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We went to see Corteo, the traveling Cirque du Soleil production that is getting ready to leave Minneapolis. This marks my seventh Cirque production. I’ve previously seen “O”, Dralion, Alegría, La Nouba, Varekai and Mystère (perhaps not in that order, but close). I enjoyed Corteo greatly, it is hard to not be impressed by any Cirque production, however it didn’t fill me with awe as other productions have. Granted the traveling productions (Dralion, Alegria, Varekai and Corteo) are somewhat handicapped when compared to the permanent installations (“O”, La Nouba and Mystère), but Dralion for example was a stunning performance, on par with “O”. The acts in Corteo were visually great, but the acrobatics and performances lacked the sizzle of other productions.

Corteo is set in the dreamland of an aging clown. It starts with a funeral prosession as the clown envisions the events after his demise. This opening act sets one of the unique things about Corteo, the stage design. The big top is setup with the audience in a circle, which is typical for a Cirque production. However, the stage is a long strip that cuts right through the center of that circle. It starts before it even enters the big top, allowing the acts to run on stage and run off. It gave an interesting perspective as characters didn’t seem to come on and off stage, but instead to simply appear off the edges of the screen, as if you were watching someone walk off-frame in a movie. Also typical for a Cirque production the stage itself, in the middle, was a circle with several rotating rings. This allowed for very cool performances where characters on the outside would rotate around action happening in the middle.

The clowns in Corteo were not as memorable as other Cirque productions. Additionally, this was the first time I’ve ever heard english words used in a Cirque production. Typically Cirque uses no dialog. It was a little shocking to hear someone start saying things, and then to realize it wasn’t French, the only other language I’ve heard in a Cirque production.

Don’t get me wrong, I enjoyed Corteo, and if you’ve never been to a Cirque production you will find it stunning. However, it didn’t reach the heights that I really expect of Cirque du Soleil. The acts were good, but there were few that lingered with me. I found the Chandelier act somewhat dull. Probably most notable in my mind was the Teeterboard act which was both fun to watch and comical. I really enjoyed the Giant Clown character in Corteo.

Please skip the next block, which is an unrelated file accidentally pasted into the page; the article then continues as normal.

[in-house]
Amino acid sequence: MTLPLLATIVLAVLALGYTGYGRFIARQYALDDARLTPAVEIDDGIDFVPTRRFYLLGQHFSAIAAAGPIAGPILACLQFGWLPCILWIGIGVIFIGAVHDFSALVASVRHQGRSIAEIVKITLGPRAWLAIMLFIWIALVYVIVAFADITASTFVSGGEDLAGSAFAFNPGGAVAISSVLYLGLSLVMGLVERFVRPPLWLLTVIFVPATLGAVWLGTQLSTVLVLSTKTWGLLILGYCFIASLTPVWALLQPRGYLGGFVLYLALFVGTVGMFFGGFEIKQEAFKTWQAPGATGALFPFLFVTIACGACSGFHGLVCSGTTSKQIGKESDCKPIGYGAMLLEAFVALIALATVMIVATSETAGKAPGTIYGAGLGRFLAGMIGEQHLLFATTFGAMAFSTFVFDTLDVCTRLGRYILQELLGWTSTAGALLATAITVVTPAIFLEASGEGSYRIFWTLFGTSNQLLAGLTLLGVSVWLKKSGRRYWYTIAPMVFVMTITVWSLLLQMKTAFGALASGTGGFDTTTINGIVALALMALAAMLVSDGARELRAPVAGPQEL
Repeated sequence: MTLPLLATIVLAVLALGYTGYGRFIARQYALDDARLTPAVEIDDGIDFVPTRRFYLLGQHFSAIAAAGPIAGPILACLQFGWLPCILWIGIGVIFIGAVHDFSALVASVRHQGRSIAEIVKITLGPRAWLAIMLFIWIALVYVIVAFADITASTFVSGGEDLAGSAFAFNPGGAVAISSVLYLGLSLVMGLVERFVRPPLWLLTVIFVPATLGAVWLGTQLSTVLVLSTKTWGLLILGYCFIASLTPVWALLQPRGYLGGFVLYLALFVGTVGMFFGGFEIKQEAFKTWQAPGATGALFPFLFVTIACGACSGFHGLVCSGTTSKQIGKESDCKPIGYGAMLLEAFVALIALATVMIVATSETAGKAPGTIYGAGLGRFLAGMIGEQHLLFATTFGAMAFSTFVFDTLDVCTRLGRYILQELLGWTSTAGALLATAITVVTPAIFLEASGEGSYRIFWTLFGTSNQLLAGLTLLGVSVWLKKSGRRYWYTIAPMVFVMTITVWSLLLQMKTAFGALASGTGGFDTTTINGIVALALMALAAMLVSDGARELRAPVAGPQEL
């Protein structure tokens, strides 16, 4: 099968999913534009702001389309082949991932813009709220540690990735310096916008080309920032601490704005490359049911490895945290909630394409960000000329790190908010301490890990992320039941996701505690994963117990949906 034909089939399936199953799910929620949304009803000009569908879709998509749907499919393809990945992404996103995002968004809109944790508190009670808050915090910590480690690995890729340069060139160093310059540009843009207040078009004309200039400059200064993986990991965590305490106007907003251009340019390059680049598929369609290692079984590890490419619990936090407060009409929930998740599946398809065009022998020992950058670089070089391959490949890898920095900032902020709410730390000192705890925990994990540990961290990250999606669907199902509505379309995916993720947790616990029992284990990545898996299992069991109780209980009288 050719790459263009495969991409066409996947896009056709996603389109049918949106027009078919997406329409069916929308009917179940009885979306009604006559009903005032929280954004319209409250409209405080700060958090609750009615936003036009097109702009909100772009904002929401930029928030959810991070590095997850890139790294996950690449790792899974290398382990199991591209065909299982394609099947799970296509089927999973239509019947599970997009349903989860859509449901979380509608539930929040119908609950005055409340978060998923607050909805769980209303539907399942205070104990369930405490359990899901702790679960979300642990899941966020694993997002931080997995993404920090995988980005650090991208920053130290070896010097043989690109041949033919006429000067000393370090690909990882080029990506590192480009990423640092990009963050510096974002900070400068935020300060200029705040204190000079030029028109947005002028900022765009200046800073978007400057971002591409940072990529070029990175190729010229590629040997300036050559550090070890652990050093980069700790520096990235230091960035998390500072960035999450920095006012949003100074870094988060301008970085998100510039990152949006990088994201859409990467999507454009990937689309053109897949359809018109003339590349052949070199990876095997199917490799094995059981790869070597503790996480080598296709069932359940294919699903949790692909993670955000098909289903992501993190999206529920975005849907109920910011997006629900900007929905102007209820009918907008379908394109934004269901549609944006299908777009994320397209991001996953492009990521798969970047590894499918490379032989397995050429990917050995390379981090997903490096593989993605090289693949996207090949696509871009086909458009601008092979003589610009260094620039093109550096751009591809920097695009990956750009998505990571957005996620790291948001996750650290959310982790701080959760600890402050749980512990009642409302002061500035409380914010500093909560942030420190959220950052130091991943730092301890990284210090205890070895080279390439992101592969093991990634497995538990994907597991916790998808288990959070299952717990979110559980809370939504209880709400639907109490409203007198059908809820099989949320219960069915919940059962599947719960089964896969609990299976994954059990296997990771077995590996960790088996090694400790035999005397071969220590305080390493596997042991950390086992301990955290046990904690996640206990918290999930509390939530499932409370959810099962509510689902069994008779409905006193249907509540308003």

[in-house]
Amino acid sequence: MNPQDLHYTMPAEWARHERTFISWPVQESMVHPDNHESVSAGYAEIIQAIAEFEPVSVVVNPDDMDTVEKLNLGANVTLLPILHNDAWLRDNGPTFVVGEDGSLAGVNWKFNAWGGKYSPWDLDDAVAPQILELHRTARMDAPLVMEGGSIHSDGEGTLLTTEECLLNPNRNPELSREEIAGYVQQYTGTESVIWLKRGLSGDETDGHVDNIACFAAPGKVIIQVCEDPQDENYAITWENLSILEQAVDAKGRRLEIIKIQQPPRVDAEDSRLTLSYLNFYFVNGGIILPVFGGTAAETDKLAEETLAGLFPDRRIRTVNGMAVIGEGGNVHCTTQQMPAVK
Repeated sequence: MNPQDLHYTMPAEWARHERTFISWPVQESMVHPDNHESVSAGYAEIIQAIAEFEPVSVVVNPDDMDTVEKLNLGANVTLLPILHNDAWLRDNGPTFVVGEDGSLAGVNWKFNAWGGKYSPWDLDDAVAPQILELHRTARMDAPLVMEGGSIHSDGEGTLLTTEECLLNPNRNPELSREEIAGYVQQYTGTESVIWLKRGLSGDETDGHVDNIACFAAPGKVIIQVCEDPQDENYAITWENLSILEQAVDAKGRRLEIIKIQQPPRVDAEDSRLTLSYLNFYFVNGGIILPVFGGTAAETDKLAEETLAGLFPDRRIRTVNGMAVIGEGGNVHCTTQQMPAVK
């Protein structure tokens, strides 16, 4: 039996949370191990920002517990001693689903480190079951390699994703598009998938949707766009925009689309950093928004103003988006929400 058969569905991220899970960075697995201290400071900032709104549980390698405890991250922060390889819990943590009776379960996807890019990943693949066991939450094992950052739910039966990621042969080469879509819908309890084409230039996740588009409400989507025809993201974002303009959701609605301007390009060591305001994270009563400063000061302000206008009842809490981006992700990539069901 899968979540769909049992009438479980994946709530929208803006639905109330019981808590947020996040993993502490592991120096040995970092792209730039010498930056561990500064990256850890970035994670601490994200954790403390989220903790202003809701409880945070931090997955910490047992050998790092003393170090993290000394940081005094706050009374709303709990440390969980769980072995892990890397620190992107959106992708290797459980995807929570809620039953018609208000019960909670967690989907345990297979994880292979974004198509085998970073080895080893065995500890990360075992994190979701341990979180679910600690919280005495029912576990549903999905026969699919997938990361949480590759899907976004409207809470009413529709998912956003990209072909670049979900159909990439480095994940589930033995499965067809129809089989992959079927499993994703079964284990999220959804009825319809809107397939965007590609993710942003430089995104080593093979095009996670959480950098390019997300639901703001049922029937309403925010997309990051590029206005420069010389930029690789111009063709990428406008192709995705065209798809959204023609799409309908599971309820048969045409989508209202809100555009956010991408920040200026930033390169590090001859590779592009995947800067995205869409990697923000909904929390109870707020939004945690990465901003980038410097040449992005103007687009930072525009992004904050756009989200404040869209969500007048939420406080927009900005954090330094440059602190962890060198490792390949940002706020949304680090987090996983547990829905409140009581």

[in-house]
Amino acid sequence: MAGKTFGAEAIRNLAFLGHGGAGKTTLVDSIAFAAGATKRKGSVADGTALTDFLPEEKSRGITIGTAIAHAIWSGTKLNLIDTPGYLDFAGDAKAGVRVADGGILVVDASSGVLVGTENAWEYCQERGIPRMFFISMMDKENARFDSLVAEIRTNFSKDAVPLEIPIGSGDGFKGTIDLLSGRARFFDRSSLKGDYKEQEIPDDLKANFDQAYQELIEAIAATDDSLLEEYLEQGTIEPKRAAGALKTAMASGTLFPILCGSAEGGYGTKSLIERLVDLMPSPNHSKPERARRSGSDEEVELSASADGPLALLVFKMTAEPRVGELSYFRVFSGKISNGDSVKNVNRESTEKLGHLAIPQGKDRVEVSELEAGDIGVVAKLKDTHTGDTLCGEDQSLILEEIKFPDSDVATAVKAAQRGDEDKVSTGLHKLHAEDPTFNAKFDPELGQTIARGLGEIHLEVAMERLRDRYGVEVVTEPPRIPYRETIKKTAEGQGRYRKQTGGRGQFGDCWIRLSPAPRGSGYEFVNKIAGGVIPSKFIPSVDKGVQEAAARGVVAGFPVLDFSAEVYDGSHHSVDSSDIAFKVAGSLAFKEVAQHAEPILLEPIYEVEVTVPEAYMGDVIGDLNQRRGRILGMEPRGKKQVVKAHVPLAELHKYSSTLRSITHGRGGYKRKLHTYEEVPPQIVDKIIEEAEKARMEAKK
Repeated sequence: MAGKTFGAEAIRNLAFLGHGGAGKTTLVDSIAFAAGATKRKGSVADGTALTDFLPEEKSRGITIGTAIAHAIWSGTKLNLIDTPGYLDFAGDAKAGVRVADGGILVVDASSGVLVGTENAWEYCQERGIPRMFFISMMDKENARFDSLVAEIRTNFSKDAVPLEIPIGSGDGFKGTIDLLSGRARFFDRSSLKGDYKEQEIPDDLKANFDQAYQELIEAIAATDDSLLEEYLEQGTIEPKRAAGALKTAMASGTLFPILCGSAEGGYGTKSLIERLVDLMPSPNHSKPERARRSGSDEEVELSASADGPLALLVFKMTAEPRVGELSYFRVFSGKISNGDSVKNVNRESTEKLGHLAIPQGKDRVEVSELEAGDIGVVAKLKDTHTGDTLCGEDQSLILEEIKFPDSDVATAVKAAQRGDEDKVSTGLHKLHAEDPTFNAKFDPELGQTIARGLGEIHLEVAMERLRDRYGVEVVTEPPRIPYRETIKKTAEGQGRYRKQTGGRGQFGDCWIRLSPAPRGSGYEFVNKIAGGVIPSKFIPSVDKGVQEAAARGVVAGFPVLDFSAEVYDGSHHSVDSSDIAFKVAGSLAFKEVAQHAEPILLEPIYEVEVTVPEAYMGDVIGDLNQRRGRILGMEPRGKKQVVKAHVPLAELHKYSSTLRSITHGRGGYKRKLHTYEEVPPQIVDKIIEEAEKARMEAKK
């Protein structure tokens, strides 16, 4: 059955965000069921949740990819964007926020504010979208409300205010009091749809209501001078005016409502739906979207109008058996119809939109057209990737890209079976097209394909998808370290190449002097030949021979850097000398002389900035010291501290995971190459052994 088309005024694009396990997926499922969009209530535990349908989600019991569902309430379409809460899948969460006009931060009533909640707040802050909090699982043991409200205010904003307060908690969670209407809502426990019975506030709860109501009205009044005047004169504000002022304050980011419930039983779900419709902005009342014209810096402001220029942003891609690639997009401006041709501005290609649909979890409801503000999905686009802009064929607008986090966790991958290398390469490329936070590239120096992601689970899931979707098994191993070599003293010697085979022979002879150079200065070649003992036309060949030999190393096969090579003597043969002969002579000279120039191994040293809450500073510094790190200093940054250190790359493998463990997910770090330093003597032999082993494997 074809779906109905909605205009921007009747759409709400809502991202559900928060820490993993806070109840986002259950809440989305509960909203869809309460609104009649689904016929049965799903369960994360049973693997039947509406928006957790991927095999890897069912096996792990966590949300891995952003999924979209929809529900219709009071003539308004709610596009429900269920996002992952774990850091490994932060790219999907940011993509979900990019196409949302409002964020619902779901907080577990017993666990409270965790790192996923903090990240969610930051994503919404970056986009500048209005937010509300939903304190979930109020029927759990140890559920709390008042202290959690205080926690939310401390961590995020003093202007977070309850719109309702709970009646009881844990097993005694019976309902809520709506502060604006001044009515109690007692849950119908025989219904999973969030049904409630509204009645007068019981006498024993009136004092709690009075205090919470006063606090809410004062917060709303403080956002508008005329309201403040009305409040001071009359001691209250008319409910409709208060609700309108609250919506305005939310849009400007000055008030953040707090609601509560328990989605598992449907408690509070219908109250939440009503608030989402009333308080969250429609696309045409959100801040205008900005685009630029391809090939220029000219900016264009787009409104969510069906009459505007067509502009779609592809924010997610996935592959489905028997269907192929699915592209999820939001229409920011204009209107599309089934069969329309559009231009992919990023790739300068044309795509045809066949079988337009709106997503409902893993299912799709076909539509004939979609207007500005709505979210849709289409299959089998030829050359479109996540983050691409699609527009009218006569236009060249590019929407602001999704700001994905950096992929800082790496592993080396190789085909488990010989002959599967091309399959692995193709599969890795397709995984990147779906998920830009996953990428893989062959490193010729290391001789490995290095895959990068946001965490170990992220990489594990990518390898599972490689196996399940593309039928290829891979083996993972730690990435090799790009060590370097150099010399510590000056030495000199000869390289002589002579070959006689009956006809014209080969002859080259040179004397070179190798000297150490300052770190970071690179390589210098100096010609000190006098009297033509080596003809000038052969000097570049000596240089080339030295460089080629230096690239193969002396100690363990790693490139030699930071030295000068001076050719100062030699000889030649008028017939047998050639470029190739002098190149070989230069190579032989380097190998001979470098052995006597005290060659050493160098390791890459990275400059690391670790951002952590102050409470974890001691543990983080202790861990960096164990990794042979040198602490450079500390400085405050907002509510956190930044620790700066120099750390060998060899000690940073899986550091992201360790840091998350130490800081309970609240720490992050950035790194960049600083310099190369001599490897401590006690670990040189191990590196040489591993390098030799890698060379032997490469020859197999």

Where Corteo missed in my mind was just putting it all together. It’s a little surprising since it was one of the more literal Cirque production (for example, english words) but I didn’t get a strong sense of connection across the production. The others in our party shared this perspective. Perhaps buying the $10 (crazy!) program would have helped, but I hardly think that should be necessary.

Next on my Cirque-list, for a future visit to Las Vegas, is Ka or Zumanity.


  1. I also am a frequent Cirque ‘freque’ :-). I got a chance to check out Corteo just before I left town. I was a little disappointed. The ‘teeterboard’ act was not done well the night I was there. They had to restart a few times. They were off.

    I always like the little acts that they peform in the seats before the actual show starts. For example, in Corteo it was three clowns and a woman with an umbrella. I was wondering what the deal was with an umbrella, but soon found out. The clowns occasionally would burst into ‘tears’, the tears being a contraption that sprayed water (the tears) all over the patrons. At one point they cornered a poor guy who couldn’t find his seat. By the time he did, he was drenched!

    I still have the music and images of Alegria stuck in my head, so that had much more impact on moi.

  2. I’ve never seen a Cirque production before, so I was an easier target … but I loved Corteo. The acrobatics were amazing. To me the bouncing on the trampoline "beds" was remarkable. I agree with Jamie that the production did not really hold together as a powerful story — but what a great show, anyway!


  3. I just got back from Vegas where I saw Ka – I thought it was incredible, but it seemed to lack the acrobatic displays that Cirque is known for (like in Mystere and a few I’ve seen broadcast on TV). Ka focused more on the story this time around, with the acrobatic sequences mainly involving fights between "good" and "evil" characters. The two most striking performances to me: a scene where they did some very impressive shadowpuppets, and the final battle sequence. The whole performance felt like it was adapted from some grand RPG, and it was very cool to see it in live action.

    The characters used a made up language in this performance – which, after reading about Corteo’s use of English, I was happy about. There was a brief narration at the very beginning of the performance in English that came over the sound system, but that was all. It served to set up the story, rather than tell it, so it didn’t detract from the sense of wonder of the show. I think the 15 or so Japanese tourists sitting next to me in the theater appreciated it, too :)

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